Sports betting is increasingly getting the attention of state lawmakers.
The uptick in legislative activity for traditional sports betting -- think point spreads, totals, money lines and prop bets -- follows dozens of states that have considered laws specifically permitting daily fantasy sports.
New state laws about sports betting had been largely dormant since the federal Professional and Amateur Sports Protection Act of 1992 (PASPA) was enacted. For two decades, PASPA dissuaded states from legalizing sports betting. But that changed in 2012 when New Jersey Gov. Chris Christie signed legislation to permit Nevada-style sports gambling. The NCAA, NBA, NHL, MLB and NFL sued to stop New Jersey's plan. That lawsuit was accepted for review by the Supreme Court. On May 14, 2018, it ruled that PASPA was unconstitutional.
New Jersey's Supreme Court victory has greased the wheels for even more states to enter the fray. Additional states have recently moved to introduce legislation that would legalize sports betting, which can now be activated since PASPA was overturned by the Supreme Court.
At the same time various state lawmakers are considering sports betting legislation, Congress is too. Rep. Frank Pallone, D-N.J., formally introduced a legislation in December 2017 that would replace PASPA. Both the Senate and the House of Representatives are considering holding hearings.
The dual track of proposals -- state and federal -- have increased in frequency since the start of 2017.
To measure the change in the landscape, ESPN Chalk ranked all 50 states and the District of Columbia in terms of how likely it is for each jurisdiction offer full scale legal sports betting. A brief synopsis for the active states is included, with updates to follow.
Last updated on June 22, 2018.
No longer the only state to permit a wide variety of legal sports betting, Nevada is a mature market that has existed for decades. Many states might look to Nevada for the best practices in the regulation of sports betting. Nevada could even be designated as a national hub of sorts, via agreements with other states on topics such as oversight, liquidity, line monitoring and risk management.
On June 5, 2018, Delaware moved to offer single-game betting on a number of different sports at three casinos in the state. Expanded sports wagering options could take place at additional locations or online in the coming months. Delaware's authorization of what Gov. John Carney described as "a full-scale sports gaming operation" happened less than a month after the Supreme Court ruled that the federal law restricting single-game betting to Nevada was unconstitutional.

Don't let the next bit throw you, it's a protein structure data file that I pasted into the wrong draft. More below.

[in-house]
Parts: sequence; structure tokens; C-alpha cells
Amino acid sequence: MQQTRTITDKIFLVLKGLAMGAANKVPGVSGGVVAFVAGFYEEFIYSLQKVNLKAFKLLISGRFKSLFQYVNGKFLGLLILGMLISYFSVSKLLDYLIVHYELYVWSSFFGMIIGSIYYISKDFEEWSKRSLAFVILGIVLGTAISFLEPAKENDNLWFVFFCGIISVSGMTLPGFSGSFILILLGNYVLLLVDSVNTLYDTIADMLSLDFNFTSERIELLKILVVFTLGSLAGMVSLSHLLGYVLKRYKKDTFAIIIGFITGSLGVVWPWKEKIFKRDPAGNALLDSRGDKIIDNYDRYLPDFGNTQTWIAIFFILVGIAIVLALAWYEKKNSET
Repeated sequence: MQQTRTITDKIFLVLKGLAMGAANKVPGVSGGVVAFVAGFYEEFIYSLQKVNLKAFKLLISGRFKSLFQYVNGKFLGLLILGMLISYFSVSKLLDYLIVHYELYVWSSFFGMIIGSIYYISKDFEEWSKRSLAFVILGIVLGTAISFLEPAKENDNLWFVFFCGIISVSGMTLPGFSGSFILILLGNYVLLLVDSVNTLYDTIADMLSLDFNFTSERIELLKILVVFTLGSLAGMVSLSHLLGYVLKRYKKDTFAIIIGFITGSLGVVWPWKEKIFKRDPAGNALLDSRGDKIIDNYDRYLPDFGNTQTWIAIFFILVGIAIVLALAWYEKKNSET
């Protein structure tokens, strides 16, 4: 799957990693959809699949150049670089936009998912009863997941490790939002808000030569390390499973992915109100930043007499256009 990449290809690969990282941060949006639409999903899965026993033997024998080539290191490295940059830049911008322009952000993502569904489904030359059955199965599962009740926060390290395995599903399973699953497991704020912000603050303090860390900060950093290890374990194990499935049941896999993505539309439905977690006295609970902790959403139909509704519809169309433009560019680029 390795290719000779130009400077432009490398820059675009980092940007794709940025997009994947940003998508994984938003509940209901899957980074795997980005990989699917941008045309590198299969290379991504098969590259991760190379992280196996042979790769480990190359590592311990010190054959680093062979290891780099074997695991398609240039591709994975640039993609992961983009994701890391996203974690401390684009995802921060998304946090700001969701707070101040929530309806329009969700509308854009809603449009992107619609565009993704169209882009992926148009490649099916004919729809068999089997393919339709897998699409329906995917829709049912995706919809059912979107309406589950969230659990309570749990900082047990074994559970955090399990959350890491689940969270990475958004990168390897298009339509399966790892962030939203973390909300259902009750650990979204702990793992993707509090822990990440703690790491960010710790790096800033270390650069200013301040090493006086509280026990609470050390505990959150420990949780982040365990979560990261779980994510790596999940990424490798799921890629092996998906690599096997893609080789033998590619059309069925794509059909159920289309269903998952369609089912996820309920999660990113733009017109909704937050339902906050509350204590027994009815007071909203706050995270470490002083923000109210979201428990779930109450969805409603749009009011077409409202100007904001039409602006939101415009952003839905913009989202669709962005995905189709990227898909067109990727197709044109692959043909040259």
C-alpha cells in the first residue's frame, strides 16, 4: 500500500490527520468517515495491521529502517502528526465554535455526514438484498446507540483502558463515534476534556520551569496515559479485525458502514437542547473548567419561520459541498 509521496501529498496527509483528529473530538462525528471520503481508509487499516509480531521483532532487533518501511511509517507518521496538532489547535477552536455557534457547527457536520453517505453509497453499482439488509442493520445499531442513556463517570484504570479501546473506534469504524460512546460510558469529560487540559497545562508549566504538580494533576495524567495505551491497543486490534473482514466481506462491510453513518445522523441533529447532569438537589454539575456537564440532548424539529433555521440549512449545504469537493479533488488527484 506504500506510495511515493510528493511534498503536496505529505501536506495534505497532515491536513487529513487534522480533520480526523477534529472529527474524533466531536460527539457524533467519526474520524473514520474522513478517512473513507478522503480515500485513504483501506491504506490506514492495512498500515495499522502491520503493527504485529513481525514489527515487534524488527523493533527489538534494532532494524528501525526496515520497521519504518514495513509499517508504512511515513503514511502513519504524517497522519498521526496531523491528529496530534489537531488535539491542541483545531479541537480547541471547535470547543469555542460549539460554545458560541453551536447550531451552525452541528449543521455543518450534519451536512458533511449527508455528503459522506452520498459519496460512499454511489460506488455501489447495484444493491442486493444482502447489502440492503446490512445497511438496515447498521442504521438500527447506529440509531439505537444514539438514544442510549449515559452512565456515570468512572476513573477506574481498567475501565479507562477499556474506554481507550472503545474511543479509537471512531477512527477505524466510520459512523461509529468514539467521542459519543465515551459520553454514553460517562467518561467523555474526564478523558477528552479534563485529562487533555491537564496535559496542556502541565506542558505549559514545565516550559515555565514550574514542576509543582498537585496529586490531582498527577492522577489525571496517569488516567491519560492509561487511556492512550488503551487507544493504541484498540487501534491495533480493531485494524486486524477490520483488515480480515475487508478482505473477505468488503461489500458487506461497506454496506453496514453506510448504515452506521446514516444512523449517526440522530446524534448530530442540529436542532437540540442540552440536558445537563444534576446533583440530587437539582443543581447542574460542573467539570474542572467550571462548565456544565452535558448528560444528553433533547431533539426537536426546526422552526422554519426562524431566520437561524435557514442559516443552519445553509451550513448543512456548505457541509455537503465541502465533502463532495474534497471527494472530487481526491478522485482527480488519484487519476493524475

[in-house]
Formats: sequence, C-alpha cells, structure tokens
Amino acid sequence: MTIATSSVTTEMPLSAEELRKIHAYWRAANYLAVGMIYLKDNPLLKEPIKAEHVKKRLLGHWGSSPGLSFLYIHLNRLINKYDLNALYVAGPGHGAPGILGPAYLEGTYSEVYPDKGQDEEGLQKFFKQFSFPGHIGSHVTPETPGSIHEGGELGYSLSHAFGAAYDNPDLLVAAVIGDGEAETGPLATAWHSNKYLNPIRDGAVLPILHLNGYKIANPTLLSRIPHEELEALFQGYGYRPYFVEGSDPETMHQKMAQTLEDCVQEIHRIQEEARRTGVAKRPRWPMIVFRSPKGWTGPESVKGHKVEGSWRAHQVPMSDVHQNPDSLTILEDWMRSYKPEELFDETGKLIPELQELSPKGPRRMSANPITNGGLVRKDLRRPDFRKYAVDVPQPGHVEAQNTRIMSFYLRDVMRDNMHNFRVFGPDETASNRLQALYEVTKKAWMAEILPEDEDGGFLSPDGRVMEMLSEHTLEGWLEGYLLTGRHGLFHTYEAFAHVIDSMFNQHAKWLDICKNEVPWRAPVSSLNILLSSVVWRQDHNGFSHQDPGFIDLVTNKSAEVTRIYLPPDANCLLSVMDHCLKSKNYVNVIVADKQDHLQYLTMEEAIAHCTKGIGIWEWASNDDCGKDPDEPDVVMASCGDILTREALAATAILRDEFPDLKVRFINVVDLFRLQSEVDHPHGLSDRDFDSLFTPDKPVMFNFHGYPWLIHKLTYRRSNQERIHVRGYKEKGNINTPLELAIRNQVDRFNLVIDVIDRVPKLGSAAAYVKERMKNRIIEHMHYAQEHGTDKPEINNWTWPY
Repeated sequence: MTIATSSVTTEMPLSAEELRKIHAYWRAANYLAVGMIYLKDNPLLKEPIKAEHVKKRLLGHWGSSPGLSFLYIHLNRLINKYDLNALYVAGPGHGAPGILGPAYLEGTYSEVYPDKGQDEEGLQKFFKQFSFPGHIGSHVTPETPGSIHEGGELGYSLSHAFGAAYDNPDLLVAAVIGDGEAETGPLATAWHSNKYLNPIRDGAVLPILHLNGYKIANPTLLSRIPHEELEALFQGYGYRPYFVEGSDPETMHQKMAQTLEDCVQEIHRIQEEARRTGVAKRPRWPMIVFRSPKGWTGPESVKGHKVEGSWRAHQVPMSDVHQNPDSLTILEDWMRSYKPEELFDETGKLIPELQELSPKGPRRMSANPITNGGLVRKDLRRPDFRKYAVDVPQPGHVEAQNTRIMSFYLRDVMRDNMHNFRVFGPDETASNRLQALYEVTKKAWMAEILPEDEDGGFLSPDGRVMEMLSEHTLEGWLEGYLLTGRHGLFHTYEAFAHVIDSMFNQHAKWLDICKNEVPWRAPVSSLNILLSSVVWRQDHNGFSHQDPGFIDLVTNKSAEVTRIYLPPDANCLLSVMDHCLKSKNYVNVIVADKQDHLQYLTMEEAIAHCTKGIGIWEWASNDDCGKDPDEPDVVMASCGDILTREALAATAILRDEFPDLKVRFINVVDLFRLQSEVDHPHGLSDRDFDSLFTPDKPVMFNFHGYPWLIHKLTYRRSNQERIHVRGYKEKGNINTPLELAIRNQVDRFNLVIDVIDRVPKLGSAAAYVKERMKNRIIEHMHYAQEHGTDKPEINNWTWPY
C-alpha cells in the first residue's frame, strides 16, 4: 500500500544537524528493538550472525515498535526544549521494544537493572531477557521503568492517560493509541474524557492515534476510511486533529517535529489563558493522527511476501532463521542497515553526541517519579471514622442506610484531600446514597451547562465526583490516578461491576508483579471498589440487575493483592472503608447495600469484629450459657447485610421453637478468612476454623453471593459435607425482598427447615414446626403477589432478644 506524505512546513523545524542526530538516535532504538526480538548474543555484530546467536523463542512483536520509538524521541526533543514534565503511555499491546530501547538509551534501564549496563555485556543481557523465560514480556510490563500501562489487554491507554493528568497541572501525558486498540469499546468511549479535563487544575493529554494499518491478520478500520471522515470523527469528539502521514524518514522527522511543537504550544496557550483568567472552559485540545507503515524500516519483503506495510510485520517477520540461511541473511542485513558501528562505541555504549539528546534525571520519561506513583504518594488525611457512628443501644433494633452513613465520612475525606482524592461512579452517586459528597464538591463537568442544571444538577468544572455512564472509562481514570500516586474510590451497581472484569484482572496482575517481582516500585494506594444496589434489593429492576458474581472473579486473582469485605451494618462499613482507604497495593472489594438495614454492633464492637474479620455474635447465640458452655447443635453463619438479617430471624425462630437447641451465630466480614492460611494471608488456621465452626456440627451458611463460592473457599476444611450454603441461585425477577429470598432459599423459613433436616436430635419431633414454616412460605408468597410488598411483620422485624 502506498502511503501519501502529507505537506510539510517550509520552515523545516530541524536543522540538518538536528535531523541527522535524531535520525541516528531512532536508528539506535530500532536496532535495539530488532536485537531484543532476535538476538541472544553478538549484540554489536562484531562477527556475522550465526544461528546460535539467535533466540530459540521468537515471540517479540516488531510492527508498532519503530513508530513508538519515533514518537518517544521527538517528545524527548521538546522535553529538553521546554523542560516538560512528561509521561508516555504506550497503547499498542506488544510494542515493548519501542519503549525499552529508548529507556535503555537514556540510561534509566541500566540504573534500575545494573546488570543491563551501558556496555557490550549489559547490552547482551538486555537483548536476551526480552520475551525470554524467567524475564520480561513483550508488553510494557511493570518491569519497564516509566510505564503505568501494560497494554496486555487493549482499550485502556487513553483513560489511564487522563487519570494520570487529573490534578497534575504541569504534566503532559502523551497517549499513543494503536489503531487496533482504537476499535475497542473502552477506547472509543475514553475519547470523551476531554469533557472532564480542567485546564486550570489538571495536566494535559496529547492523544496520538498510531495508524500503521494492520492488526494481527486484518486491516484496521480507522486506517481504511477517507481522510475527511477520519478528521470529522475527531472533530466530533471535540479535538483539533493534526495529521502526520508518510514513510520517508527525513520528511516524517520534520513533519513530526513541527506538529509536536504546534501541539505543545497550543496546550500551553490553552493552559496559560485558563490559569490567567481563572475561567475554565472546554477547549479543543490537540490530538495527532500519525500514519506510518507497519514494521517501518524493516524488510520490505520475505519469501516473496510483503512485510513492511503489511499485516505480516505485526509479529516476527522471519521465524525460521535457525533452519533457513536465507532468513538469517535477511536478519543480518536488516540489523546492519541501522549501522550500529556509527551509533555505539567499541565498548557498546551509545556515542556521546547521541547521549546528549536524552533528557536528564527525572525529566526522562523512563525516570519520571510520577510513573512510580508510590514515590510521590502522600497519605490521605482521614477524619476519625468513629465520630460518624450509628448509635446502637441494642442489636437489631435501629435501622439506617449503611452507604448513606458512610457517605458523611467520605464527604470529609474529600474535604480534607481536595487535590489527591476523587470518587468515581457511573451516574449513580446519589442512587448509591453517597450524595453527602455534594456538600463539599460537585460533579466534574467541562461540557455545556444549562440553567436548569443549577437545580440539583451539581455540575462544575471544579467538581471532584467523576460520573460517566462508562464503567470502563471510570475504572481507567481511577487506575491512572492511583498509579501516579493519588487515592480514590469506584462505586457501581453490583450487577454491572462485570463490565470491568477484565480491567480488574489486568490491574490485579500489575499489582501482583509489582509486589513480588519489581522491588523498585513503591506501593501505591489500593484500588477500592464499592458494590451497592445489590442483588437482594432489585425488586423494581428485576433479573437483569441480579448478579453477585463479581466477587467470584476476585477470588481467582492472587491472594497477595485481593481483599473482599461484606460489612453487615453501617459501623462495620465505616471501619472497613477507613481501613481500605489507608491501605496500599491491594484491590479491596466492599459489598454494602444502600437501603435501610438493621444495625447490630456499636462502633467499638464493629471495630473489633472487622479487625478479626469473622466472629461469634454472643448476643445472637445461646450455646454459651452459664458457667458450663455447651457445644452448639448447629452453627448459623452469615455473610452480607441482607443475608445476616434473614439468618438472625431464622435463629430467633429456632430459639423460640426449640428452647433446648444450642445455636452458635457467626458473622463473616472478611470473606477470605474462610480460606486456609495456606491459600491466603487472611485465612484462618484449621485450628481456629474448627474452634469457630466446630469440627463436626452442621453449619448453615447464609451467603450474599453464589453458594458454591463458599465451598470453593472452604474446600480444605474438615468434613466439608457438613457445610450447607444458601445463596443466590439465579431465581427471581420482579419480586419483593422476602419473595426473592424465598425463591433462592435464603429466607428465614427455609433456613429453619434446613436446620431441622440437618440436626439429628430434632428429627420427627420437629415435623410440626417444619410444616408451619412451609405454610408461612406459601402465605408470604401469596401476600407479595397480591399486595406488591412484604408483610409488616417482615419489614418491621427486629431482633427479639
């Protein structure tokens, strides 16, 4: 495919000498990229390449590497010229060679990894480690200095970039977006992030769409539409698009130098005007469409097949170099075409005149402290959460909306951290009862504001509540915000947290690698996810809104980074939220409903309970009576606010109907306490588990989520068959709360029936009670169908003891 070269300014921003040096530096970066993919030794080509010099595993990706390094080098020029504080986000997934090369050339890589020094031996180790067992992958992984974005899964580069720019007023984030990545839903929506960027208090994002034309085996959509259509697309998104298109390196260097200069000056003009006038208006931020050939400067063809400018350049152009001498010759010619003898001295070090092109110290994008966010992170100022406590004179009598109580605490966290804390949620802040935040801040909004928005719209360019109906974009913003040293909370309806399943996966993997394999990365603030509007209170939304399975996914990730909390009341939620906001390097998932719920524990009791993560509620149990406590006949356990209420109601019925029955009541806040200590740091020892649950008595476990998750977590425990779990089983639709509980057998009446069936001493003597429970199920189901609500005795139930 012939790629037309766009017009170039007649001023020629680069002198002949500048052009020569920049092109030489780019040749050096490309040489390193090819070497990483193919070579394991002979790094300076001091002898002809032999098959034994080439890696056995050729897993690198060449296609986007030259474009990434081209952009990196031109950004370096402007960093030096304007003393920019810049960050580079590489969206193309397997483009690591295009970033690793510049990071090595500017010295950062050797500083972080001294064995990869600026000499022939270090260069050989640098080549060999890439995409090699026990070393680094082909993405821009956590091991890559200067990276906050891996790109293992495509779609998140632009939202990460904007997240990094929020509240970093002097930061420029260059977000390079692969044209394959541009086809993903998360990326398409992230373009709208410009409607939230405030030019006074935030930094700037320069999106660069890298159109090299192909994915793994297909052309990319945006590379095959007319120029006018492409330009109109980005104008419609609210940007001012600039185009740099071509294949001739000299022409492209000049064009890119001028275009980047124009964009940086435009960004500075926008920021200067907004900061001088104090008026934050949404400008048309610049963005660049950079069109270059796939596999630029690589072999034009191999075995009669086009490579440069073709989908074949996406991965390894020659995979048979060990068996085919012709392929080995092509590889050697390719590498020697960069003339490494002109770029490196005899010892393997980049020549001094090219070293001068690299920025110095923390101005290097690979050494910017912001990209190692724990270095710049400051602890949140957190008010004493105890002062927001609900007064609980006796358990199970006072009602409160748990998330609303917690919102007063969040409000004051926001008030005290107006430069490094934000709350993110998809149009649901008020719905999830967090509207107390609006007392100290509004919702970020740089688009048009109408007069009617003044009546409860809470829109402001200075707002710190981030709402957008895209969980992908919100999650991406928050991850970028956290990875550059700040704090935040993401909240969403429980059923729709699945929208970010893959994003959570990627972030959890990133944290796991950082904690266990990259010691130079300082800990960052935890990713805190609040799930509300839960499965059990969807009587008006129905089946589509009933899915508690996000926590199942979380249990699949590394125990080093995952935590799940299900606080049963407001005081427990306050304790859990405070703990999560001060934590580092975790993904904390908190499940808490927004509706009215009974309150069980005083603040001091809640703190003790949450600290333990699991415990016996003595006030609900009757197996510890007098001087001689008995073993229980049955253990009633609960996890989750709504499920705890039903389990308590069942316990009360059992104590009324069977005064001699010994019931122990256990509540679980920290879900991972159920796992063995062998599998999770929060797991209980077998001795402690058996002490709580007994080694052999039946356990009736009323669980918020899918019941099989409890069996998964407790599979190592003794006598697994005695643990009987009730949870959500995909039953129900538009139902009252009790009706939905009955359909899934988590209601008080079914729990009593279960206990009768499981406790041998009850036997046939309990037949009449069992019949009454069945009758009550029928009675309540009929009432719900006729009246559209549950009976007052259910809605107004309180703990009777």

3. New Jersey
On June 11, 2018, Gov. Phil Murphy signed the sports betting bill that had passed the previous week. A William Hill sportsbook at Monmouth Park took the first bets on Thursday, June 14 at 10:30 a.m. ET. Gov. Murphy was the first customer in line. The Borgata in Atlantic City booked sports bets 30 minutes later. Other sportsbooks in New Jersey will soon offer betting as well.
4-8. Mississippi, New York, Pennsylvania, Rhode Island and West Virginia
All of these states have already enacted state laws to allow sports betting. As soon as state officials provide the green light -- usually in the form of published regulations for operators to follow -- sports wagering will commence as soon as this summer. For example, New York has a law on the books that would allow sports bets to be offered on-site at four brick-and-mortar locations in the state as soon as regulators issue their rules.
Moving toward legalization
9-23. California, Connecticut, Illinois, Indiana, Iowa, Kansas, Kentucky, Louisiana, Maryland, Massachusetts, Michigan, Minnesota, Missouri, Oklahoma, and South Carolina
Each state has introduced kick-starter legislation (or publicly announced plans to do so), with hearings and votes on the bills moving forward at different speeds. One state -- California -- has a pending voter referendum that could legalize sports betting. Existing laws that could be expanded
24-25. Oregon and Montana
Both states have laws on the books that permit some form of sports betting and probably could be widened in scope, if lawmakers are so inclined. The Oregon Lottery offered its pick 'em-style game for years before mothballing it about a decade ago. The Montana Lottery currently offers a fantasy-type sports pool for football and auto racing.
No legalization activity ... yet
26-50. Alaska, Alabama, Arkansas, Arizona, Colorado, Florida, Georgia, Hawaii, Idaho, Maine, Nebraska, New Hampshire, New Mexico, North Carolina, North Dakota, Ohio, South Dakota, Tennessee, Texas, Vermont, Virginia, Washington D.C., Washington State, Wisconsin and Wyoming
All states in this category have laws that prohibit full-blown sports betting. Such laws would need to be repealed or amended before full-scale sports wagering would be permitted. These states do not have any publicly announced bills devoted to sports betting legalization.
Utah's anti-gambling stance is written into the state's constitution. Any change to existing state policy toward gambling would be a massive departure from decades of opposition to any form of gambling, including lottery tickets, table games and sports betting.